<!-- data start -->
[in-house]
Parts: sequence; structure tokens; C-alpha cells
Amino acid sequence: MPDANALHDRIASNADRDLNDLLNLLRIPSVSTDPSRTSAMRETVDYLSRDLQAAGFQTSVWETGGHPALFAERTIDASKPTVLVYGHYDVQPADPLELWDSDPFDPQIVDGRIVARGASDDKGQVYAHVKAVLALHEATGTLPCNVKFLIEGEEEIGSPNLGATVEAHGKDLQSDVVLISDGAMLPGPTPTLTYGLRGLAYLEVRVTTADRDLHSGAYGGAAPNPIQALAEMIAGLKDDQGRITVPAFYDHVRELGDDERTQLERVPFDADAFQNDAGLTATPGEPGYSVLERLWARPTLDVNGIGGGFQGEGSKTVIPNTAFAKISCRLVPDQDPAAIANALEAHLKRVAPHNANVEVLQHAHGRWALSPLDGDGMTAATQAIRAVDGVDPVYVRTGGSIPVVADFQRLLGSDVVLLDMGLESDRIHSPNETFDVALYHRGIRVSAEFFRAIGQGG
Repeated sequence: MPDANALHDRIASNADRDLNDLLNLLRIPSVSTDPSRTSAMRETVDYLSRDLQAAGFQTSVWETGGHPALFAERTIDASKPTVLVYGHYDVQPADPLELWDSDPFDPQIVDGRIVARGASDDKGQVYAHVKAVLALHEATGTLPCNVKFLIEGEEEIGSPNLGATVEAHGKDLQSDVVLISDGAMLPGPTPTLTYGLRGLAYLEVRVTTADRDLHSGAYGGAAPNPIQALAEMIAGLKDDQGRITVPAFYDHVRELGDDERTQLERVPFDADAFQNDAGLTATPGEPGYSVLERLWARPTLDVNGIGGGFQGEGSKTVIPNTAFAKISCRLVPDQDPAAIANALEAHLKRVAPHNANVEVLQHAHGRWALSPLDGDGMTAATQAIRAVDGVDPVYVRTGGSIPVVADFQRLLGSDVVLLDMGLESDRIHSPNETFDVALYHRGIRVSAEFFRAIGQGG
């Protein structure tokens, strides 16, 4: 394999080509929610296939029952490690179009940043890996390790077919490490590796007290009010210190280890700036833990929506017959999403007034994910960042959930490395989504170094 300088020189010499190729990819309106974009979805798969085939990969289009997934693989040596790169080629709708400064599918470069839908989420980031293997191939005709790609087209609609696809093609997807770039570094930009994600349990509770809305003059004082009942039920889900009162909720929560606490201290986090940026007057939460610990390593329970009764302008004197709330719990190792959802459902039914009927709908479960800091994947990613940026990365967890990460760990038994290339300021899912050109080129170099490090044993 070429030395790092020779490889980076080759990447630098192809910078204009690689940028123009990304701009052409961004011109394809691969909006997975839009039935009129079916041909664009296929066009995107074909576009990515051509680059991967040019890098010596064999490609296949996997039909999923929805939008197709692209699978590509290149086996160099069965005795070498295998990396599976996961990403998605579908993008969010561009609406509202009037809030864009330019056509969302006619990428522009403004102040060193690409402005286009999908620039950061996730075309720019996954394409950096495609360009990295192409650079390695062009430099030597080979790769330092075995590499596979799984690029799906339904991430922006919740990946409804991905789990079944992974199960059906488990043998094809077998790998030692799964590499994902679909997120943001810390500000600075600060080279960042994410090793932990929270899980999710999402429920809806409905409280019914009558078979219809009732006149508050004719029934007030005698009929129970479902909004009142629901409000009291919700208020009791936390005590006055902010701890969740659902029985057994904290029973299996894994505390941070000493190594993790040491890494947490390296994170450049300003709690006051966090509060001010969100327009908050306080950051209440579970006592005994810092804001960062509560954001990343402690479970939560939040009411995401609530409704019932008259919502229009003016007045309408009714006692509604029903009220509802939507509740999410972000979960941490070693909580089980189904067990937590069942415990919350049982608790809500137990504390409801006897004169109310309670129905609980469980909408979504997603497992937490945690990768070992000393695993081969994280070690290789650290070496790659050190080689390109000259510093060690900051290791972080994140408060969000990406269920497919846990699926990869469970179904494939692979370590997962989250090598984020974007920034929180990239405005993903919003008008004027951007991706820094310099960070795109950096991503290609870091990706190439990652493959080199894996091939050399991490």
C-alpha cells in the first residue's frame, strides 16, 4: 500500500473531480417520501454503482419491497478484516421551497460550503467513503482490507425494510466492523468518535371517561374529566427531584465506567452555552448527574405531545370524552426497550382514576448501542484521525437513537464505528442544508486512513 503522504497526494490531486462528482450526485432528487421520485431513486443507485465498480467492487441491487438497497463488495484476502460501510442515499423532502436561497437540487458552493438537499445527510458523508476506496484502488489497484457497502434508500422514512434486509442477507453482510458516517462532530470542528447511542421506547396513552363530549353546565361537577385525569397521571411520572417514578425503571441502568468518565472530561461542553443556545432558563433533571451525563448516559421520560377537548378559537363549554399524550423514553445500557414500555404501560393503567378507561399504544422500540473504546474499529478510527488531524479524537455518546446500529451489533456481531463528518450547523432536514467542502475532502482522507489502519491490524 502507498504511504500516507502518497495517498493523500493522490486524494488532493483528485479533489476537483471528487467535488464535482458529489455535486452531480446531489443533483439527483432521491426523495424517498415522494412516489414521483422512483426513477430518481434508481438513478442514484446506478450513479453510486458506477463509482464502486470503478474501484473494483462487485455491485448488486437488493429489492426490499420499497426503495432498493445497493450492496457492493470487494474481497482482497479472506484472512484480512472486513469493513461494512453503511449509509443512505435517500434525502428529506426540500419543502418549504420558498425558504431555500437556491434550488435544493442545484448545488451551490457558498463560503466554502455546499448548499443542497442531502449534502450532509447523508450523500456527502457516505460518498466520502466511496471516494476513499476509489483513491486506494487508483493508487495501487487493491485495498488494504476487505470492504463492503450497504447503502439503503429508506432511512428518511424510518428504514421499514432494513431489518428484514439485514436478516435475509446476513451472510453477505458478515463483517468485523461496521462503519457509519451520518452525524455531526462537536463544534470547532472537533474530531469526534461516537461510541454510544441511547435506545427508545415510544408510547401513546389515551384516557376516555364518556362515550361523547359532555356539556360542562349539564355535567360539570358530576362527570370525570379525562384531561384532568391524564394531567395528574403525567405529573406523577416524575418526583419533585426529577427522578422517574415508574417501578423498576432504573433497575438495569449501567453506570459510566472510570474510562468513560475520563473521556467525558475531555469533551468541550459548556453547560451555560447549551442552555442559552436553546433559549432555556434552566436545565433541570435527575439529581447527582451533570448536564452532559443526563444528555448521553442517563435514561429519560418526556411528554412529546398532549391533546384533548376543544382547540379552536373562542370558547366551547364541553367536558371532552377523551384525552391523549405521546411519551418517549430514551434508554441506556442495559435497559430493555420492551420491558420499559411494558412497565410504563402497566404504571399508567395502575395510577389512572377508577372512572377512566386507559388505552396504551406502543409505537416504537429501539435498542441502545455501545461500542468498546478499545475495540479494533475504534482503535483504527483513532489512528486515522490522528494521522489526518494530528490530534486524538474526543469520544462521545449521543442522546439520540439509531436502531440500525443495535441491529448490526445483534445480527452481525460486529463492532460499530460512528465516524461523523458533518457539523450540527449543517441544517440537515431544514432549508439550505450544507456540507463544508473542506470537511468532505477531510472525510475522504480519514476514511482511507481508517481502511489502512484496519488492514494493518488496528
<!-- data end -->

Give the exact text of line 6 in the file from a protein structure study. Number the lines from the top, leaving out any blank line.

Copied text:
C-alpha cells in the first residue's frame, strides 16, 4: 500500500473531480417520501454503482419491497478484516421551497460550503467513503482490507425494510466492523468518535371517561374529566427531584465506567452555552448527574405531545370524552426497550382514576448501542484521525437513537464505528442544508486512513 503522504497526494490531486462528482450526485432528487421520485431513486443507485465498480467492487441491487438497497463488495484476502460501510442515499423532502436561497437540487458552493438537499445527510458523508476506496484502488489497484457497502434508500422514512434486509442477507453482510458516517462532530470542528447511542421506547396513552363530549353546565361537577385525569397521571411520572417514578425503571441502568468518565472530561461542553443556545432558563433533571451525563448516559421520560377537548378559537363549554399524550423514553445500557414500555404501560393503567378507561399504544422500540473504546474499529478510527488531524479524537455518546446500529451489533456481531463528518450547523432536514467542502475532502482522507489502519491490524 502507498504511504500516507502518497495517498493523500493522490486524494488532493483528485479533489476537483471528487467535488464535482458529489455535486452531480446531489443533483439527483432521491426523495424517498415522494412516489414521483422512483426513477430518481434508481438513478442514484446506478450513479453510486458506477463509482464502486470503478474501484473494483462487485455491485448488486437488493429489492426490499420499497426503495432498493445497493450492496457492493470487494474481497482482497479472506484472512484480512472486513469493513461494512453503511449509509443512505435517500434525502428529506426540500419543502418549504420558498425558504431555500437556491434550488435544493442545484448545488451551490457558498463560503466554502455546499448548499443542497442531502449534502450532509447523508450523500456527502457516505460518498466520502466511496471516494476513499476509489483513491486506494487508483493508487495501487487493491485495498488494504476487505470492504463492503450497504447503502439503503429508506432511512428518511424510518428504514421499514432494513431489518428484514439485514436478516435475509446476513451472510453477505458478515463483517468485523461496521462503519457509519451520518452525524455531526462537536463544534470547532472537533474530531469526534461516537461510541454510544441511547435506545427508545415510544408510547401513546389515551384516557376516555364518556362515550361523547359532555356539556360542562349539564355535567360539570358530576362527570370525570379525562384531561384532568391524564394531567395528574403525567405529573406523577416524575418526583419533585426529577427522578422517574415508574417501578423498576432504573433497575438495569449501567453506570459510566472510570474510562468513560475520563473521556467525558475531555469533551468541550459548556453547560451555560447549551442552555442559552436553546433559549432555556434552566436545565433541570435527575439529581447527582451533570448536564452532559443526563444528555448521553442517563435514561429519560418526556411528554412529546398532549391533546384533548376543544382547540379552536373562542370558547366551547364541553367536558371532552377523551384525552391523549405521546411519551418517549430514551434508554441506556442495559435497559430493555420492551420491558420499559411494558412497565410504563402497566404504571399508567395502575395510577389512572377508577372512572377512566386507559388505552396504551406502543409505537416504537429501539435498542441502545455501545461500542468498546478499545475495540479494533475504534482503535483504527483513532489512528486515522490522528494521522489526518494530528490530534486524538474526543469520544462521545449521543442522546439520540439509531436502531440500525443495535441491529448490526445483534445480527452481525460486529463492532460499530460512528465516524461523523458533518457539523450540527449543517441544517440537515431544514432549508439550505450544507456540507463544508473542506470537511468532505477531510472525510475522504480519514476514511482511507481508517481502511489502512484496519488492514494493518488496528